“American Dreamz” is another comedy that focuses its plotline on American pop culture straight from the headlines. The United States President (Quaid)—a dense Texan who reads the newspaper for the first time after his re-election—is startled to discover the terrors of the world. After holing himself in his room for several weeks, his chief-of-staff (an unrecognizable Willem Defoe, “Spider-Man”) books him to be a guest judge on the most popular show on the air, “American Dreamz.”
The show, a more fantastical version of “American Idol,” is dominated by one self-absorbed British Judge (Grant) and contestants that include a cute blonde named Sally Kendoo (Moore).
Despite the heavy issues and political satire, “Dreamz” is a personal film for Weitz. “I did not expect myself to make it, but then it just came to me and wrote itself almost easily,” he said in an interview with The Crimson.
“Dreamz” blends politics with popular culture, but Weitz maintains that figures like Karl Rove and Simon Cowell should be flattered.
“The only way to grapple with [a lot of these political issues] is through comedy, and we didn’t try to be scathing” says Weitz.
While the film may come across as anti-pop culture, Weitz insists that is not the intention.
“This film is definitely not just a flat-out rejection of pop culture,” he says.
If anything, “Dreamz” simply illustrates America’s fascination with popular culture—right down to Grant’s spot-on Cowell impression. One character in the film that demonstrates this obsession is Omar, a still-learning terrorist who is supposed to infiltrate “American Dreamz,” but becomes caught up in his love of show tunes.
The making of the film itself was a challenge for Weitz, who had a small budget from Universal, a 40-day shoot (the director’s longest), and a legitimately large cast—regardless of how many of these actors he had worked with previously.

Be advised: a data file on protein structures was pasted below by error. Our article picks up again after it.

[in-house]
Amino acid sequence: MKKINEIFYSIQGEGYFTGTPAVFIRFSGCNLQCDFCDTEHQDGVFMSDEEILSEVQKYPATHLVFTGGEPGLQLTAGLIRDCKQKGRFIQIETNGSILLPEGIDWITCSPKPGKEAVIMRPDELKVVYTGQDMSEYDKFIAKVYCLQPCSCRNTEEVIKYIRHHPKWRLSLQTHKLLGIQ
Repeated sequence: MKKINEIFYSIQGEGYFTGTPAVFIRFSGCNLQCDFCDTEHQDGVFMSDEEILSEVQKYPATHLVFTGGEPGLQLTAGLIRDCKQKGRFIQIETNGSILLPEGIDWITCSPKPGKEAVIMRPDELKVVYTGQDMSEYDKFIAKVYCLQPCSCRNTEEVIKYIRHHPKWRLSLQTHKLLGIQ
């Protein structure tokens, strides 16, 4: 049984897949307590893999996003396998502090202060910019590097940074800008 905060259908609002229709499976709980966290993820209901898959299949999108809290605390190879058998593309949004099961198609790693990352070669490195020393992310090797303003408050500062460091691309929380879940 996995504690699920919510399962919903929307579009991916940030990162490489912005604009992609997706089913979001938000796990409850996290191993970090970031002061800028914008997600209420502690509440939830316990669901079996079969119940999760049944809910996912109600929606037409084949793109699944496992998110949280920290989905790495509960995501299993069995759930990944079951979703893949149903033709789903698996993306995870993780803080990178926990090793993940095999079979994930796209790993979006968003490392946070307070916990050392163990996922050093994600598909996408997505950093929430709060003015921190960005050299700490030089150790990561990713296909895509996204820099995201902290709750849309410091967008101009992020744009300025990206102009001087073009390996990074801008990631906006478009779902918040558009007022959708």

His relationship with his actors is of particular note in Hollywood, where it is uncommon for friendships to emerge. Weitz says that he “really enjoys working with actors.” As opposed to the image of uptight directors, Weitz finds actors to contribute to a “calm and creative atmosphere.”
“So much realism can come from these actors,” says Weitz, who was particularly impressed with Chris Klein (“American Pie”), the army veteran boyfriend of Sally.
Having also worked alongside Quaid and Grant before, Weitz says he was thrilled that they were both willing to come aboard: “Dennis was especially great at adapting the mannerisms of Bush—I’m not even sure where he stands politically.”
Talking about his latest feature, Weitz waxes philosophical and sees a lot of himself in various characters.
“With Omar there is the naïve, show-tunes loving kid,” he says of the character who comes across as genuinely enamored with this fantasy of America. He continues that “with Hugh’s character there’s the cynical, world-weary guy who just thinks everything sucks.”
Ultimately Weitz is proud of his work, but does “expect people to complain—depending on how slow the news week is.”
But the political spin of the movie is really secondary, according to Weitz, and he goes so far as to call it a “cultural comedy.”
Citing comparison to early Mel Brooks, Weitz says that “this is a comedy and heightened fantasy.”
—Staff writer Jessica C. Coggins can be reached at firstname.lastname@example.org.